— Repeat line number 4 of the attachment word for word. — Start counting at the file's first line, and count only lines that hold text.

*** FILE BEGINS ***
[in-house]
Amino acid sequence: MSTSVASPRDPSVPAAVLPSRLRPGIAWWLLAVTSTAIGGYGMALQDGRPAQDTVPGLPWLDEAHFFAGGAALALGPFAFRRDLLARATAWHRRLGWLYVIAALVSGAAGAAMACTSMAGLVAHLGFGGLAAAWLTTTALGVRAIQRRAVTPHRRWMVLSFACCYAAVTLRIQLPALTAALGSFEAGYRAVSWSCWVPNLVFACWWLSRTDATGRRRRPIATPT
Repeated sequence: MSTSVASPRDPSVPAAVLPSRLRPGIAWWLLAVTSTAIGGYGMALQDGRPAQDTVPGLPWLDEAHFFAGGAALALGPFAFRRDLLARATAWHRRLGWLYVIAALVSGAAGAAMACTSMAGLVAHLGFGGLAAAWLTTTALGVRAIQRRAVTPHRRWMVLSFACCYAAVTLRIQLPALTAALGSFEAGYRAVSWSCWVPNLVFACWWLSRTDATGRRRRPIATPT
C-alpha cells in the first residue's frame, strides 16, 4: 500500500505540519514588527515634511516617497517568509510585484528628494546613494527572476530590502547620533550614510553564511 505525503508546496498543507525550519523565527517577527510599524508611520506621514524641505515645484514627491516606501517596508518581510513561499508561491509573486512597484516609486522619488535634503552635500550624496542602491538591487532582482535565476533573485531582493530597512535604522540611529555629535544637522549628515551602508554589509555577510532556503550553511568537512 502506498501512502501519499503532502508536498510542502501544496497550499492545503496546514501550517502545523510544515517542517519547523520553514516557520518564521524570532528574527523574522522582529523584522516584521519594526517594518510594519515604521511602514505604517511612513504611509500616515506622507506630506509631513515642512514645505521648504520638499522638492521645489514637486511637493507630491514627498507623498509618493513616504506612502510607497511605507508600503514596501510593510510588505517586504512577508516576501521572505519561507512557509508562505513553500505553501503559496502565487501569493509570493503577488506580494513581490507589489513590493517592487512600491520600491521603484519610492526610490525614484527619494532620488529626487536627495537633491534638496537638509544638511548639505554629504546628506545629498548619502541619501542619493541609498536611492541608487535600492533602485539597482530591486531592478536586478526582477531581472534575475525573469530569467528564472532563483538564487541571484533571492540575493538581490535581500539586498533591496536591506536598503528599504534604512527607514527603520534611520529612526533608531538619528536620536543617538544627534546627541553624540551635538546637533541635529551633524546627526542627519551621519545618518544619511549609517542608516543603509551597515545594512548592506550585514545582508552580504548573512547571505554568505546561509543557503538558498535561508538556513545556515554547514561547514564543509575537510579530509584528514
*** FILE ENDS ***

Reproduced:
C-alpha cells in the first residue's frame, strides 16, 4: 500500500505540519514588527515634511516617497517568509510585484528628494546613494527572476530590502547620533550614510553564511 505525503508546496498543507525550519523565527517577527510599524508611520506621514524641505515645484514627491516606501517596508518581510513561499508561491509573486512597484516609486522619488535634503552635500550624496542602491538591487532582482535565476533573485531582493530597512535604522540611529555629535544637522549628515551602508554589509555577510532556503550553511568537512 502506498501512502501519499503532502508536498510542502501544496497550499492545503496546514501550517502545523510544515517542517519547523520553514516557520518564521524570532528574527523574522522582529523584522516584521519594526517594518510594519515604521511602514505604517511612513504611509500616515506622507506630506509631513515642512514645505521648504520638499522638492521645489514637486511637493507630491514627498507623498509618493513616504506612502510607497511605507508600503514596501510593510510588505517586504512577508516576501521572505519561507512557509508562505513553500505553501503559496502565487501569493509570493503577488506580494513581490507589489513590493517592487512600491520600491521603484519610492526610490525614484527619494532620488529626487536627495537633491534638496537638509544638511548639505554629504546628506545629498548619502541619501542619493541609498536611492541608487535600492533602485539597482530591486531592478536586478526582477531581472534575475525573469530569467528564472532563483538564487541571484533571492540575493538581490535581500539586498533591496536591506536598503528599504534604512527607514527603520534611520529612526533608531538619528536620536543617538544627534546627541553624540551635538546637533541635529551633524546627526542627519551621519545618518544619511549609517542608516543603509551597515545594512548592506550585514545582508552580504548573512547571505554568505546561509543557503538558498535561508538556513545556515554547514561547514564543509575537510579530509584528514